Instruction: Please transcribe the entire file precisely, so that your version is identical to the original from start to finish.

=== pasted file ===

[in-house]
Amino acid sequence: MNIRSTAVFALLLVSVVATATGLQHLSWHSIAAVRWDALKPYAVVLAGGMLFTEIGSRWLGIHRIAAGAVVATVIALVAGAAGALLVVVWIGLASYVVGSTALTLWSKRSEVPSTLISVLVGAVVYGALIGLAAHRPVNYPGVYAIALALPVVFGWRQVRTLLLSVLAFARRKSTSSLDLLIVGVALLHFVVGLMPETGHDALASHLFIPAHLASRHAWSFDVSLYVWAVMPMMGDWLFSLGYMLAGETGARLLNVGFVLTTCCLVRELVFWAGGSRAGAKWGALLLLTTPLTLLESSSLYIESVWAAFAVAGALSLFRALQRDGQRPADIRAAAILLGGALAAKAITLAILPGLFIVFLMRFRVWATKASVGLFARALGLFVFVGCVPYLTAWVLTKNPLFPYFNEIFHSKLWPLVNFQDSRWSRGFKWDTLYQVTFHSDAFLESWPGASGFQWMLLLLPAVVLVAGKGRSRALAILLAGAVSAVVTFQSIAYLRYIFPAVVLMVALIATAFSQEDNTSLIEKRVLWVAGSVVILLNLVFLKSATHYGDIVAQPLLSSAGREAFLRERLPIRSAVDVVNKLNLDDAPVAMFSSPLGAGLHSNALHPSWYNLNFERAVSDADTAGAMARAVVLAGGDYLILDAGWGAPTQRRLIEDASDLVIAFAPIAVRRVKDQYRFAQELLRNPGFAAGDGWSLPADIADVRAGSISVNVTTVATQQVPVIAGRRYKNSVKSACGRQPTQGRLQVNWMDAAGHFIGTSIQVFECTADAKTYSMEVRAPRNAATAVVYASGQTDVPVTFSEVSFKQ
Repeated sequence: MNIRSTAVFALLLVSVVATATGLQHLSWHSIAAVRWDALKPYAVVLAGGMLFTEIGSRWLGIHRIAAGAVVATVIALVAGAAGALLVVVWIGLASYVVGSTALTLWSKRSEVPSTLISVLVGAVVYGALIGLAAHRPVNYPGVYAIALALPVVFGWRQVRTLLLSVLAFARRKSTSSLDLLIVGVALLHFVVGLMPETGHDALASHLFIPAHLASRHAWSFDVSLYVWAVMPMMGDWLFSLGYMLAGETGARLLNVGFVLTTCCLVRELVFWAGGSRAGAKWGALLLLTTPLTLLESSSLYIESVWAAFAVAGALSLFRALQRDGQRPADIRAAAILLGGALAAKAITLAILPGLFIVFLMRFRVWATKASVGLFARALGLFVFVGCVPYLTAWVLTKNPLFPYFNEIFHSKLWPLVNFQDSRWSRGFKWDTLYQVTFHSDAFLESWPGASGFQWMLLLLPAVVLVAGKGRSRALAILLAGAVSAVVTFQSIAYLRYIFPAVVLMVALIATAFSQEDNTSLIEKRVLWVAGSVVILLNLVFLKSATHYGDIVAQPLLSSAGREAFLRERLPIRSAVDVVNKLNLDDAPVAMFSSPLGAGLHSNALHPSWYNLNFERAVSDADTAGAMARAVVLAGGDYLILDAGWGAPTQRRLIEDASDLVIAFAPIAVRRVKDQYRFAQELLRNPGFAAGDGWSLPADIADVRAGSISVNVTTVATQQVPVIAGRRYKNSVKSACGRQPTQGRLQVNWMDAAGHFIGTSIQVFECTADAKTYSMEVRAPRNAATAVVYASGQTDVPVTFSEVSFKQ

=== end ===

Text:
[in-house]
Amino acid sequence: MNIRSTAVFALLLVSVVATATGLQHLSWHSIAAVRWDALKPYAVVLAGGMLFTEIGSRWLGIHRIAAGAVVATVIALVAGAAGALLVVVWIGLASYVVGSTALTLWSKRSEVPSTLISVLVGAVVYGALIGLAAHRPVNYPGVYAIALALPVVFGWRQVRTLLLSVLAFARRKSTSSLDLLIVGVALLHFVVGLMPETGHDALASHLFIPAHLASRHAWSFDVSLYVWAVMPMMGDWLFSLGYMLAGETGARLLNVGFVLTTCCLVRELVFWAGGSRAGAKWGALLLLTTPLTLLESSSLYIESVWAAFAVAGALSLFRALQRDGQRPADIRAAAILLGGALAAKAITLAILPGLFIVFLMRFRVWATKASVGLFARALGLFVFVGCVPYLTAWVLTKNPLFPYFNEIFHSKLWPLVNFQDSRWSRGFKWDTLYQVTFHSDAFLESWPGASGFQWMLLLLPAVVLVAGKGRSRALAILLAGAVSAVVTFQSIAYLRYIFPAVVLMVALIATAFSQEDNTSLIEKRVLWVAGSVVILLNLVFLKSATHYGDIVAQPLLSSAGREAFLRERLPIRSAVDVVNKLNLDDAPVAMFSSPLGAGLHSNALHPSWYNLNFERAVSDADTAGAMARAVVLAGGDYLILDAGWGAPTQRRLIEDASDLVIAFAPIAVRRVKDQYRFAQELLRNPGFAAGDGWSLPADIADVRAGSISVNVTTVATQQVPVIAGRRYKNSVKSACGRQPTQGRLQVNWMDAAGHFIGTSIQVFECTADAKTYSMEVRAPRNAATAVVYASGQTDVPVTFSEVSFKQ
Repeated sequence: MNIRSTAVFALLLVSVVATATGLQHLSWHSIAAVRWDALKPYAVVLAGGMLFTEIGSRWLGIHRIAAGAVVATVIALVAGAAGALLVVVWIGLASYVVGSTALTLWSKRSEVPSTLISVLVGAVVYGALIGLAAHRPVNYPGVYAIALALPVVFGWRQVRTLLLSVLAFARRKSTSSLDLLIVGVALLHFVVGLMPETGHDALASHLFIPAHLASRHAWSFDVSLYVWAVMPMMGDWLFSLGYMLAGETGARLLNVGFVLTTCCLVRELVFWAGGSRAGAKWGALLLLTTPLTLLESSSLYIESVWAAFAVAGALSLFRALQRDGQRPADIRAAAILLGGALAAKAITLAILPGLFIVFLMRFRVWATKASVGLFARALGLFVFVGCVPYLTAWVLTKNPLFPYFNEIFHSKLWPLVNFQDSRWSRGFKWDTLYQVTFHSDAFLESWPGASGFQWMLLLLPAVVLVAGKGRSRALAILLAGAVSAVVTFQSIAYLRYIFPAVVLMVALIATAFSQEDNTSLIEKRVLWVAGSVVILLNLVFLKSATHYGDIVAQPLLSSAGREAFLRERLPIRSAVDVVNKLNLDDAPVAMFSSPLGAGLHSNALHPSWYNLNFERAVSDADTAGAMARAVVLAGGDYLILDAGWGAPTQRRLIEDASDLVIAFAPIAVRRVKDQYRFAQELLRNPGFAAGDGWSLPADIADVRAGSISVNVTTVATQQVPVIAGRRYKNSVKSACGRQPTQGRLQVNWMDAAGHFIGTSIQVFECTADAKTYSMEVRAPRNAATAVVYASGQTDVPVTFSEVSFKQ